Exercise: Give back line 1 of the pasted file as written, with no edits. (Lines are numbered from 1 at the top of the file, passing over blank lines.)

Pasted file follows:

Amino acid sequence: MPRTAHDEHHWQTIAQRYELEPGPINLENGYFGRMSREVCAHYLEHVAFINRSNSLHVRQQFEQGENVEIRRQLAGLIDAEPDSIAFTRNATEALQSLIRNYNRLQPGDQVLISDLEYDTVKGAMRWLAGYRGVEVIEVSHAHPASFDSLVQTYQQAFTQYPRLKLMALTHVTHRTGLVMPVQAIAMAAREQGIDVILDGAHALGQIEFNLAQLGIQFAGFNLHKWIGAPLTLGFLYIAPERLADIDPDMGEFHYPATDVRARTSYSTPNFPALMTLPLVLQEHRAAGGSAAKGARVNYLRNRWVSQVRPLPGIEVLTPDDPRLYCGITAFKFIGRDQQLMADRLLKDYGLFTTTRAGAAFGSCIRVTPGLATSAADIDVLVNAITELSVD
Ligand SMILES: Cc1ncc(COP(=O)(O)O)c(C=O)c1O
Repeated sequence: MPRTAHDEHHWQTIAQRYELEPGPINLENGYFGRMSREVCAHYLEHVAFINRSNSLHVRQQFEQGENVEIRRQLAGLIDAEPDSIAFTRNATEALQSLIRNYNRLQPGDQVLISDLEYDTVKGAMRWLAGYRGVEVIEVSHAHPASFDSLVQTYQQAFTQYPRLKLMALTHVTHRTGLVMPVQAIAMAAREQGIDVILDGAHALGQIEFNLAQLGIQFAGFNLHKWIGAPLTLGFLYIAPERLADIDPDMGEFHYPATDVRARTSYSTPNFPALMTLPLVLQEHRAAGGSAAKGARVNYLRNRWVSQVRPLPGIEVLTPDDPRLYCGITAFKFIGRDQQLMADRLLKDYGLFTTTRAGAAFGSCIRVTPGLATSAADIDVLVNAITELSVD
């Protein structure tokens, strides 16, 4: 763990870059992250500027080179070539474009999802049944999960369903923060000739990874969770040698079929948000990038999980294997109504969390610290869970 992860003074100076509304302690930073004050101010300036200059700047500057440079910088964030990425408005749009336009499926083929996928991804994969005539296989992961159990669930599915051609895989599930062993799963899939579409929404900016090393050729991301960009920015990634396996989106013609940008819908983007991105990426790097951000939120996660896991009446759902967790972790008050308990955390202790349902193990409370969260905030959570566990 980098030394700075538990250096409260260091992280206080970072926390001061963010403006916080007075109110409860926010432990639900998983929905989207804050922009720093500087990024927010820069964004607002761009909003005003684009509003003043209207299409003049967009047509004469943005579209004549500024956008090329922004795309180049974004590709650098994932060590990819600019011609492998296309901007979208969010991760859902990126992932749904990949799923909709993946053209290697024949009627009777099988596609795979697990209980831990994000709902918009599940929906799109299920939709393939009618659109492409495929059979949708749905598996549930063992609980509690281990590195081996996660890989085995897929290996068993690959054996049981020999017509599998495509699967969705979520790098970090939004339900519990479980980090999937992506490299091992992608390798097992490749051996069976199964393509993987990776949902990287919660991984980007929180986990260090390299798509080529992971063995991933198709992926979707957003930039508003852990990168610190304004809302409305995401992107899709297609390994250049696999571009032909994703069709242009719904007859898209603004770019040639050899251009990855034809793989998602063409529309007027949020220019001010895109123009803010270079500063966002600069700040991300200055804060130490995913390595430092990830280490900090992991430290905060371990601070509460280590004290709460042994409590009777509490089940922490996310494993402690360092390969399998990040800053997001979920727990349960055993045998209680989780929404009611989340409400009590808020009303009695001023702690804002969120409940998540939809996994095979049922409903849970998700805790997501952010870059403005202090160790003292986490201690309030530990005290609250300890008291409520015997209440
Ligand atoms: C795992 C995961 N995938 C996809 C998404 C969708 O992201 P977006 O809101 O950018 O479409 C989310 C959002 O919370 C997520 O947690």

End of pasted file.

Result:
Amino acid sequence: MPRTAHDEHHWQTIAQRYELEPGPINLENGYFGRMSREVCAHYLEHVAFINRSNSLHVRQQFEQGENVEIRRQLAGLIDAEPDSIAFTRNATEALQSLIRNYNRLQPGDQVLISDLEYDTVKGAMRWLAGYRGVEVIEVSHAHPASFDSLVQTYQQAFTQYPRLKLMALTHVTHRTGLVMPVQAIAMAAREQGIDVILDGAHALGQIEFNLAQLGIQFAGFNLHKWIGAPLTLGFLYIAPERLADIDPDMGEFHYPATDVRARTSYSTPNFPALMTLPLVLQEHRAAGGSAAKGARVNYLRNRWVSQVRPLPGIEVLTPDDPRLYCGITAFKFIGRDQQLMADRLLKDYGLFTTTRAGAAFGSCIRVTPGLATSAADIDVLVNAITELSVD